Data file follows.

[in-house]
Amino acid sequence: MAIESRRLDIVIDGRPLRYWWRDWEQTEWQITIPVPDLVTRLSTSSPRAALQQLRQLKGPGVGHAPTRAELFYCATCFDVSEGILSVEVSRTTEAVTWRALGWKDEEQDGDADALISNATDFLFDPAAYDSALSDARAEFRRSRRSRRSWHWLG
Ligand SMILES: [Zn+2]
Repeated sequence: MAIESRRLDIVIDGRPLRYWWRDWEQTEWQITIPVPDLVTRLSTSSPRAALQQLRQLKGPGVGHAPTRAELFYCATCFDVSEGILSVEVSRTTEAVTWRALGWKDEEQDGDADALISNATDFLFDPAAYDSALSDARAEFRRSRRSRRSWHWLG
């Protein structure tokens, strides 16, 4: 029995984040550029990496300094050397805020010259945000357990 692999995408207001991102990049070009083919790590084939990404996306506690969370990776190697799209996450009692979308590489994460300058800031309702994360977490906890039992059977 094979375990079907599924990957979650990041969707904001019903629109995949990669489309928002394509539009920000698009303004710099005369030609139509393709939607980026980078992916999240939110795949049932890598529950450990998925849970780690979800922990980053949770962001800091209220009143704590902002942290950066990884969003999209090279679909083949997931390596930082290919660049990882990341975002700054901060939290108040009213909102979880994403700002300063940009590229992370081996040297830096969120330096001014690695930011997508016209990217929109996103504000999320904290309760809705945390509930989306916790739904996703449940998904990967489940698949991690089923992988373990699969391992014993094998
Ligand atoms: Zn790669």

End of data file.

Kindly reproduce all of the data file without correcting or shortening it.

[in-house]
Amino acid sequence: MAIESRRLDIVIDGRPLRYWWRDWEQTEWQITIPVPDLVTRLSTSSPRAALQQLRQLKGPGVGHAPTRAELFYCATCFDVSEGILSVEVSRTTEAVTWRALGWKDEEQDGDADALISNATDFLFDPAAYDSALSDARAEFRRSRRSRRSWHWLG
Ligand SMILES: [Zn+2]
Repeated sequence: MAIESRRLDIVIDGRPLRYWWRDWEQTEWQITIPVPDLVTRLSTSSPRAALQQLRQLKGPGVGHAPTRAELFYCATCFDVSEGILSVEVSRTTEAVTWRALGWKDEEQDGDADALISNATDFLFDPAAYDSALSDARAEFRRSRRSRRSWHWLG
């Protein structure tokens, strides 16, 4: 029995984040550029990496300094050397805020010259945000357990 692999995408207001991102990049070009083919790590084939990404996306506690969370990776190697799209996450009692979308590489994460300058800031309702994360977490906890039992059977 094979375990079907599924990957979650990041969707904001019903629109995949990669489309928002394509539009920000698009303004710099005369030609139509393709939607980026980078992916999240939110795949049932890598529950450990998925849970780690979800922990980053949770962001800091209220009143704590902002942290950066990884969003999209090279679909083949997931390596930082290919660049990882990341975002700054901060939290108040009213909102979880994403700002300063940009590229992370081996040297830096969120330096001014690695930011997508016209990217929109996103504000999320904290309760809705945390509930989306916790739904996703449940998904990967489940698949991690089923992988373990699969391992014993094998
Ligand atoms: Zn790669």